The SABRE (Southall and Brent REvisited) study started over 30 years ago between 1988 and 1991. The study was set up at University College London (UCL) to study health in mid-life in a group of nearly 5000 people of European, South Asian and African or African Caribbean origins. Study participants were selected at random from the GP practices and workplaces in the London boroughs of Brent and Southall.
The focus of the study is on health in ageing, including health of the heart and cardiovascular system, physical and brain function, metabolic health (for example diabetes). The study examines how mid-life health, lifestyle and social factors affect health in older age and aims to improve understanding of the reasons underlying ethnic group differences in health.
Participants, now in their 70s, 80s and 90s, have been studied 3 times since they were first selected. In the most recent wave of follow-up (2014-2019), participants’ partners were also invited to join along with some new participants of African or African Caribbean origin. Participants completed questionnaires and attended clinics at Ealing Hospital and Wembley Stadium back in 1988-1991 and since then have completed more questionnaires about their health and lifestyles and many have attended our clinics at St Mary’s Hospital and most recently at University College London where they underwent some very detailed health tests including MRI scans of the brain and tests of cognitive function.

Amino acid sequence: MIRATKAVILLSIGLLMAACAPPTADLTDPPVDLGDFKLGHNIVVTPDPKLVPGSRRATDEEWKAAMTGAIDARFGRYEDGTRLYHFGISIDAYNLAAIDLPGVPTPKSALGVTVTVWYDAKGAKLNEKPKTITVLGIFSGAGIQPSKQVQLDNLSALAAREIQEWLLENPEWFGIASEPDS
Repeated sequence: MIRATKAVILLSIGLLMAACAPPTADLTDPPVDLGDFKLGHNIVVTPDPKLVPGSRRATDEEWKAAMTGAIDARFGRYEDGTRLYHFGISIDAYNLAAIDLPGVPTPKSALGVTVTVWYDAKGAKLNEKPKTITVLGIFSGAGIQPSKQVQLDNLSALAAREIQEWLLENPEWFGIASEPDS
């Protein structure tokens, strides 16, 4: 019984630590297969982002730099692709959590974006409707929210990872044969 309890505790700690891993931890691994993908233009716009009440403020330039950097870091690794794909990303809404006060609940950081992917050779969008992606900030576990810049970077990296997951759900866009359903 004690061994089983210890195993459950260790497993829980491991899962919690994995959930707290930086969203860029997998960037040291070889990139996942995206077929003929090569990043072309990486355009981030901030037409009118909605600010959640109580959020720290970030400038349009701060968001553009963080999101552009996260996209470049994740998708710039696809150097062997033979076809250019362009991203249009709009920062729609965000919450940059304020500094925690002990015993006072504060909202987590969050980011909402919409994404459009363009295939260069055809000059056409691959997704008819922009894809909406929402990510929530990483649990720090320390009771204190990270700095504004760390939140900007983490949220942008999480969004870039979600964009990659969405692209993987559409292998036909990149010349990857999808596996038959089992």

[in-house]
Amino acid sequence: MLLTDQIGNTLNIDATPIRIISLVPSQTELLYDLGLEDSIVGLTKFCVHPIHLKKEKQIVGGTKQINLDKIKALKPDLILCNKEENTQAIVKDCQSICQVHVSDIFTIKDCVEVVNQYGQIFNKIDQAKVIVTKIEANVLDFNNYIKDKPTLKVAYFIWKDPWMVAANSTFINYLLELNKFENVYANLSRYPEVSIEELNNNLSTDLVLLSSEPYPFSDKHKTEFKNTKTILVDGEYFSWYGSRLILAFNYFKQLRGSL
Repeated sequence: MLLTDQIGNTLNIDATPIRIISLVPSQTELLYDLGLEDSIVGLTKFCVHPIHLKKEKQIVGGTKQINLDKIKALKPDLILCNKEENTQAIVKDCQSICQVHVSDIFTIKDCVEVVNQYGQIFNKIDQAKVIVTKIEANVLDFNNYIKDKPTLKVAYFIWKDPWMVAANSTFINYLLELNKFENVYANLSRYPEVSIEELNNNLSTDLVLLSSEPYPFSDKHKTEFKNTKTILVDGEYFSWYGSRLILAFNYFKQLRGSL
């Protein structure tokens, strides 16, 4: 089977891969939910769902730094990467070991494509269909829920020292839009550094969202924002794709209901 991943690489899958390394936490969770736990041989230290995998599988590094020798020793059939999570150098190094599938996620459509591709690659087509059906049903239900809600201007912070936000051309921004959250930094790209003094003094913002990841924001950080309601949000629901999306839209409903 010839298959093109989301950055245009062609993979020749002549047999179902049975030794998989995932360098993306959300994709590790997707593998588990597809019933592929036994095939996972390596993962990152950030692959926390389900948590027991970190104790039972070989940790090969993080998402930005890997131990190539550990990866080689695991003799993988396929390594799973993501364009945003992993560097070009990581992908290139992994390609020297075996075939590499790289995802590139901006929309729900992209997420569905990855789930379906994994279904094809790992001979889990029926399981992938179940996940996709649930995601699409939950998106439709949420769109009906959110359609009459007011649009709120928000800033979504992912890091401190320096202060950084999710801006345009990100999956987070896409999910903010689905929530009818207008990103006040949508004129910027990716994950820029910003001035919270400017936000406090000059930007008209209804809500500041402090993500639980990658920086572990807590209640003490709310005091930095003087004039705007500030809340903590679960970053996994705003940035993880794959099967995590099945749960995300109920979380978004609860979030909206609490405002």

The study is funded by two registered charities- British Heart Foundation and the Wellcome Trust. The study team is led by Professor Nish Chaturvedi and based at the MRC Unit for Lifelong Health and Ageing at UCL.
For more information on the findings for the different waves: